Recovery is the most overlooked aspect of physical development. No amount of training can yield positive results if you aren’t properly recovering. Recovery is made up of 3 major components, sleep, nutrition and active/passive recovery modalities. This article will focus on the third aspect of the recovery process, active and passive recovery modalities.
How do you know if you are recovered? Recovery must be monitored and there are various ways, some simple and some more complex, to objectively determine your level of recovery and preparedness to train. It is critical to monitor both the recovery of muscular systems and nervous systems. The higher velocity the activity the athlete is participating in, the more important it is to monitor recovery, as training will undoubtedly be more taxing to the nervous system and have a greater likelihood of leading to overtraining. High velocity movements, like sprinting and throwing, are much more sensitive to nervous system readiness, compared to higher force athletes like powerlifters. For example, a 5% reduction in performance due to lack of training readiness for a sprinter could be the difference in a 10.0 second 100m and 10.5 second 100m-a true world of difference in performance, while for a powerlifter a 5% reduction in performance, such as the difference between a 600 and 570 pound deadlift, while significant isn’t nearly the chasm observed in the sprinting example.
Before we examine how to enhance recovery and effectively pair training and recovery modalities together, lets look at some different ways to monitor your training readiness for a given training session. One simple way to measure your or your athletes readiness to train high velocity qualities is to perform a standardized test prior to each intensive training session. Good options for this type of test are a standing long jump or overhead backwards medball/shot throw. It is necessary for you to establish a baseline result in whichever test you choose before beginning a given training block/cycle. Once you have established this baseline number, you will monitor your athlete’s readiness by testing them in the given discipline prior to each intensive training session, where you aim to develop speed/power qualities. If the result in the given day’s test is too far below the baseline number, you will adjust the training load for the day accordingly.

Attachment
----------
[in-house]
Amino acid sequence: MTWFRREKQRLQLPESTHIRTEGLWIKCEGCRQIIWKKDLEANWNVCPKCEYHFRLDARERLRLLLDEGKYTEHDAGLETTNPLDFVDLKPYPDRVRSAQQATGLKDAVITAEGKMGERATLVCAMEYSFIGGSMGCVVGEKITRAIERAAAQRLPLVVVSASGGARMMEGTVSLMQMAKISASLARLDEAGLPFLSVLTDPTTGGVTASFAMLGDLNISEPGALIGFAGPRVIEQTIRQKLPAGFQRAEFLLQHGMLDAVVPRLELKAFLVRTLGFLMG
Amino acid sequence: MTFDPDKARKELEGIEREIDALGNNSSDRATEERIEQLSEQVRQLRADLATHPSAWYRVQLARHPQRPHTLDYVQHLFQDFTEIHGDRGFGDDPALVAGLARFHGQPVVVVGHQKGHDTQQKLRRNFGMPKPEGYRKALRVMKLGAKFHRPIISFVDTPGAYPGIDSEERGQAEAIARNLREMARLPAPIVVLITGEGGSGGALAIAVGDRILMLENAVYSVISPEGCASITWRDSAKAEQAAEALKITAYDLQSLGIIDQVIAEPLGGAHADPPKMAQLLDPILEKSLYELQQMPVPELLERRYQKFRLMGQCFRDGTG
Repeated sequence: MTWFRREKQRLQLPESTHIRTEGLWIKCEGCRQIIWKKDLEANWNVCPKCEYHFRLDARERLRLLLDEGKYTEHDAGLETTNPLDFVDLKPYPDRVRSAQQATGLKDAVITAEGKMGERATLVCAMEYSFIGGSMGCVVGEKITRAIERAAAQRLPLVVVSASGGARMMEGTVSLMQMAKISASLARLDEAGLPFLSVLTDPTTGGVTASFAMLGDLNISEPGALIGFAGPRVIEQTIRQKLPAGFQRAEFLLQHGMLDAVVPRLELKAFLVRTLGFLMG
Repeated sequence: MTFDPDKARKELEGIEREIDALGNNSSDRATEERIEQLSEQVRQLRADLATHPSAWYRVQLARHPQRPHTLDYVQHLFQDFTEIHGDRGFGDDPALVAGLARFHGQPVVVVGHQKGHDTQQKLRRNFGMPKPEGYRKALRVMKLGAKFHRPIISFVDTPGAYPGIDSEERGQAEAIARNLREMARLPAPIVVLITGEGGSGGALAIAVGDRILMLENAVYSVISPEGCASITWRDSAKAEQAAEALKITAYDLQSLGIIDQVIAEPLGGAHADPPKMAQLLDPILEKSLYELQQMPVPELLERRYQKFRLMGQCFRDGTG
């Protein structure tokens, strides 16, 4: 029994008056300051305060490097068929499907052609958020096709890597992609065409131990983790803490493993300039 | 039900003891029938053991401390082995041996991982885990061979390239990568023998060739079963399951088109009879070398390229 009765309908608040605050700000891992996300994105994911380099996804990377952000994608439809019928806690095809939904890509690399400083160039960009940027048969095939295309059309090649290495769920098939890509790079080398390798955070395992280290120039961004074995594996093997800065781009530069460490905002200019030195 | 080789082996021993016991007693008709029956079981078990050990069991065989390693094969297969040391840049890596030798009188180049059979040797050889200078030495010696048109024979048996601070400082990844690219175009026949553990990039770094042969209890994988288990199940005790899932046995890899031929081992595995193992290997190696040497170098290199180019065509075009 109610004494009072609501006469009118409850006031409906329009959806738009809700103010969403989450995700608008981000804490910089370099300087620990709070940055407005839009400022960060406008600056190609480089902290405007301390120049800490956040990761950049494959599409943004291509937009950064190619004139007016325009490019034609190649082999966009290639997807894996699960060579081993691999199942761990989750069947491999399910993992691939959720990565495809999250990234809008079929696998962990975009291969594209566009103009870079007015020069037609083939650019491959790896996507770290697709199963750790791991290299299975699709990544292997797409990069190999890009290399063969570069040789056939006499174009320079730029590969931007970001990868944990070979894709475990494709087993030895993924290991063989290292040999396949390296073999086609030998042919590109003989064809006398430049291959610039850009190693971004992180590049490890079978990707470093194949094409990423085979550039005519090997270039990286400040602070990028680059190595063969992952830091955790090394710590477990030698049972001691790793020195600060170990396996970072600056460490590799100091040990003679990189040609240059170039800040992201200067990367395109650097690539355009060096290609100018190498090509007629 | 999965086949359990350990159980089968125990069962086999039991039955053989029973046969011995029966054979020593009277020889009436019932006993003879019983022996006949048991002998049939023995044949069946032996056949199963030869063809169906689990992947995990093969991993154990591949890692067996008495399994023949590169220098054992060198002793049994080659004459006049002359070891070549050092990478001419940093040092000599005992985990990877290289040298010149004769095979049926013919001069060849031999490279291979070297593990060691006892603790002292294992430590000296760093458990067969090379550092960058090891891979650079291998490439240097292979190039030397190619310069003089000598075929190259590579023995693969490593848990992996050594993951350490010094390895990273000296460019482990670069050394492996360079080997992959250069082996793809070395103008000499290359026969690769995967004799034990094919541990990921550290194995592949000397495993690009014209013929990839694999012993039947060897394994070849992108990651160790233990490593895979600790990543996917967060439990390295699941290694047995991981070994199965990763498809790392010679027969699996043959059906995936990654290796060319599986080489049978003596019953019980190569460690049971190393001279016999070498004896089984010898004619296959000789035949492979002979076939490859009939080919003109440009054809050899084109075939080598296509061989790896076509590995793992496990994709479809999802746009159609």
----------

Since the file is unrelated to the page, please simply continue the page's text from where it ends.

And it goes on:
For example, lets take an athlete, “Tim”, who performs a 120” standing broad jump in his baseline testing. Tim can train at maximal intensity as long as he performs a broad jump of <114” (95% of baseline) prior to any sprint/jump/lower body weights training sessions. If Tim fails you to record a result of at least 114” you should reduce his intensity and/or volume by 30% for the given session. An example of this reduction in volume could be performing a heavy set of 3, instead of working up to a 1rm, or if sprinting, reduce the distances of each repetition by 30%. If Tim fails to jump at least 108” (90% of baseline) you will want to forgo the planned training for the day, in lieu of doing some active recovery work or taking a day off. If an athlete, cannot perform at least 90% of their baseline number in a speed/power test like the standing broad jump, they are not prepared to train intensely that day and may be approaching becoming overtrained. There may be times during the year, an accumulation phase of high frequency training or concentrated loading block, that you can expect your athletes to not perform at particularly high levels in speed/power tests and during this time it is fine if your athlete’s after performing in the 90-95% range of their indicator test, given that they are not also expected to perform high output power/speed drills. During this time of year, where the athlete’s readiness is reduced, you want to choose drills that will allow them to get a training stimulus without overloading either their muscular or nervous systems. An example of this, would be to have them perform sled or hill sprints (which are inherently reduced output activities) instead of flying start sprints.